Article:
How to Do a SERP Analysis?

In the digital age, ensuring your website's visibility on search engine results pages (SERPs) is paramount. A SERP analysis is a critical tool in your SEO toolkit, helping you understand how your site stacks up against competitors and what you can do to improve its ranking.

Written by

Will Robertson-Brown

November 2023

What is a SERP Analysis?

SERP stands for Search Engine Results Page – this is the page that displays the results when you perform a search on Google, Bing, or any other search engine. A SERP analysis involves evaluating these results to understand the characteristics of the pages that are ranking well for a specific query.

SERP Analysis plays a pivotal role when creating an new SEO strategy as it tells the SEO specialist everything he needs to know about Google’s understanding of the industry which will allow them to create a campaign which perfectly aligns with this. 

Why is it important to do a SERP Analysis?

Conducting a SERP analysis allows you to:

  • Identify Your Competitors: Understand who is currently dominating the SERPs for your targeted keywords.
  • Assess Content Quality: Analyse the content on ranking pages to determine what quality standards you need to meet or exceed.
  • Understand SERP Features: Recognise the different types of rich snippets and features that appear in the SERPs for your target queries.
  • Gauge Domain and Local Authority: Evaluate the authority of the domains that are ranking well to understand how your own site compares.

SERP Anagram

How to Do a SERP Analysis

Now, let’s delve into the step-by-step process of conducting a SERP analysis:

1. Identify Your Target Keywords

Start by compiling a list of keywords that are relevant to your business or the content on your website. These should be terms that your potential customers might use to find products or services like yours.

2. Analyse the SERP Landscape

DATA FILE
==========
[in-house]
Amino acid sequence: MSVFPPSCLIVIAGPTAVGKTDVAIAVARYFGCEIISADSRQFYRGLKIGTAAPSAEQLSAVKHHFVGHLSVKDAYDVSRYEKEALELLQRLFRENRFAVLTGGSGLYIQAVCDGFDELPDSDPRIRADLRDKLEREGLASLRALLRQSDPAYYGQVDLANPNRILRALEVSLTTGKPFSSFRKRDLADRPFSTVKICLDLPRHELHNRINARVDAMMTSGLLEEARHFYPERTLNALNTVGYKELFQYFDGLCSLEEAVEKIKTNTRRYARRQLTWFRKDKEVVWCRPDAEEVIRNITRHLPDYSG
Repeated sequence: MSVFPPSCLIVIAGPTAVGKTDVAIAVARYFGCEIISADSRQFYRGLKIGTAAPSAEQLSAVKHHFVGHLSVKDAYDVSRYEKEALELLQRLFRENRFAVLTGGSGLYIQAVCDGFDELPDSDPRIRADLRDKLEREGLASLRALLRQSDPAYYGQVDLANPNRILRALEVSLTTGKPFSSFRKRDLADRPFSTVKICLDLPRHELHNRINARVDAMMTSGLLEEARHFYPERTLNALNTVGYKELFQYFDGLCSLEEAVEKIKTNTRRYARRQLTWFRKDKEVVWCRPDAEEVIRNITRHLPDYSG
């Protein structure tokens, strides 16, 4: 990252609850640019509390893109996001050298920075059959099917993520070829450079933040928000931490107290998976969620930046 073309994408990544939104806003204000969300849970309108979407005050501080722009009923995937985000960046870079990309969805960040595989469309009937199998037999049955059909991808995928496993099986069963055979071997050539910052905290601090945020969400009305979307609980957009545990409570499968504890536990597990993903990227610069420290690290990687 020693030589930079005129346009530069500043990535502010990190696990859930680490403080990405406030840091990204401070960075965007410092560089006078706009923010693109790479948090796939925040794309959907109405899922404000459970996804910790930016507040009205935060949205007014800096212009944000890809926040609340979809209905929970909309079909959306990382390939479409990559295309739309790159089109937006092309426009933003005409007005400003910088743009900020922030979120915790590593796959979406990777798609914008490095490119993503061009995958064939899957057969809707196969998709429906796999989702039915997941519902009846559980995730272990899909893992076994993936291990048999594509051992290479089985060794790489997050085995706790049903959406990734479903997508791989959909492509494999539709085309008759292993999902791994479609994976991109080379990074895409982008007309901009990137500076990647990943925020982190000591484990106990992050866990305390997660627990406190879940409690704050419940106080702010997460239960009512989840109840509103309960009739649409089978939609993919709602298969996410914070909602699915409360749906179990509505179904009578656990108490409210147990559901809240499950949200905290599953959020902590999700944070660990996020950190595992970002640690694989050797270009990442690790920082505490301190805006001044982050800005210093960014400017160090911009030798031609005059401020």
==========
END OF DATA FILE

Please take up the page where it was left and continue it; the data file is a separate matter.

For each of your target keywords, perform a search and analyse the first page of results. Take note of:
Types of Content Ranking: Are they blog posts, product pages, Videos, ect.
Content Length and Quality: How comprehensive is the content? Is it well-written and informative?
Domain Authority: Use tools like SEMrush’s Domain Authority checker to gauge the authority of the domains in the top positions.
Local Authority: If applicable, consider the local authority of the businesses appearing in local pack results.
SERP Features: Are there featured snippets, image packs, or other rich snippets appearing for this query?

3. Evaluate Your Own Performance

Compare your own pages to those that are ranking well. Consider how your content, domain authority, and local authority stack up against the competition.

4. Identify Opportunities and Draw Conclusions

Based on your analysis, identify areas for improvement and potential opportunities. This might involve:
Improving Content Quality: Ensure your content is at least as comprehensive and high-quality as that of the top-ranking pages.
Building Domain Authority: Work on building backlinks from reputable sources to boost your site’s domain authority.
Optimising for SERP Features: If applicable, optimise your content to take advantage of featured snippets or other rich snippets.
Focusing on Local SEO: If local authority is important for your business, make sure your local SEO is up to scratch. This means making sure you have clearly included the names of the areas you are targeting and additional information which would be relevant to people searching in that area.

A SERP analysis is a valuable exercise for anyone looking to improve their website’s search engine performance. By understanding the landscape of the SERPs for your target keywords, you can identify what it takes to compete and uncover opportunities for improvement.